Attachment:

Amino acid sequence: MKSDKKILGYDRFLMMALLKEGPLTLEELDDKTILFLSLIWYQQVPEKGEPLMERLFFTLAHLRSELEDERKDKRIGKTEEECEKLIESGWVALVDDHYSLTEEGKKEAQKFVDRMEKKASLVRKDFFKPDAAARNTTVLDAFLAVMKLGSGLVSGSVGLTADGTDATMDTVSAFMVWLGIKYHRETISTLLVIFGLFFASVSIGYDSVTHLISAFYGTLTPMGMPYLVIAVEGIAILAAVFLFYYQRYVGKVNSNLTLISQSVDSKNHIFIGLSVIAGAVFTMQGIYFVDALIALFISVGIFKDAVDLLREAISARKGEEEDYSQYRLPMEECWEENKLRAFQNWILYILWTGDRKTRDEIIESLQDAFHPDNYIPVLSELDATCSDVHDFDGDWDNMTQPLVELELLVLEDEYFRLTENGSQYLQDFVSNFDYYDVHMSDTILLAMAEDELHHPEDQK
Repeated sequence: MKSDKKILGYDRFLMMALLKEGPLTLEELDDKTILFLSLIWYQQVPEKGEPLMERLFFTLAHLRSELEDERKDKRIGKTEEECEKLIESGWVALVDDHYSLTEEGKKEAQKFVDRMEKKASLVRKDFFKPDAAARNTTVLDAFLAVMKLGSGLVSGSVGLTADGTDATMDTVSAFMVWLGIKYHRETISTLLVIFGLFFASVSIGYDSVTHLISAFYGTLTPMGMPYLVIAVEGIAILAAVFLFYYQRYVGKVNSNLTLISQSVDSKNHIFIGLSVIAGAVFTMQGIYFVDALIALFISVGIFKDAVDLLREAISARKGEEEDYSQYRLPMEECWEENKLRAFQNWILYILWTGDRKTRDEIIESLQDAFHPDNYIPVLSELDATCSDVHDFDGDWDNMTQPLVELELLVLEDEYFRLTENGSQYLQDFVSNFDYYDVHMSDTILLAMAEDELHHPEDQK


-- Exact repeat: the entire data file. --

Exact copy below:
Amino acid sequence: MKSDKKILGYDRFLMMALLKEGPLTLEELDDKTILFLSLIWYQQVPEKGEPLMERLFFTLAHLRSELEDERKDKRIGKTEEECEKLIESGWVALVDDHYSLTEEGKKEAQKFVDRMEKKASLVRKDFFKPDAAARNTTVLDAFLAVMKLGSGLVSGSVGLTADGTDATMDTVSAFMVWLGIKYHRETISTLLVIFGLFFASVSIGYDSVTHLISAFYGTLTPMGMPYLVIAVEGIAILAAVFLFYYQRYVGKVNSNLTLISQSVDSKNHIFIGLSVIAGAVFTMQGIYFVDALIALFISVGIFKDAVDLLREAISARKGEEEDYSQYRLPMEECWEENKLRAFQNWILYILWTGDRKTRDEIIESLQDAFHPDNYIPVLSELDATCSDVHDFDGDWDNMTQPLVELELLVLEDEYFRLTENGSQYLQDFVSNFDYYDVHMSDTILLAMAEDELHHPEDQK
Repeated sequence: MKSDKKILGYDRFLMMALLKEGPLTLEELDDKTILFLSLIWYQQVPEKGEPLMERLFFTLAHLRSELEDERKDKRIGKTEEECEKLIESGWVALVDDHYSLTEEGKKEAQKFVDRMEKKASLVRKDFFKPDAAARNTTVLDAFLAVMKLGSGLVSGSVGLTADGTDATMDTVSAFMVWLGIKYHRETISTLLVIFGLFFASVSIGYDSVTHLISAFYGTLTPMGMPYLVIAVEGIAILAAVFLFYYQRYVGKVNSNLTLISQSVDSKNHIFIGLSVIAGAVFTMQGIYFVDALIALFISVGIFKDAVDLLREAISARKGEEEDYSQYRLPMEECWEENKLRAFQNWILYILWTGDRKTRDEIIESLQDAFHPDNYIPVLSELDATCSDVHDFDGDWDNMTQPLVELELLVLEDEYFRLTENGSQYLQDFVSNFDYYDVHMSDTILLAMAEDELHHPEDQK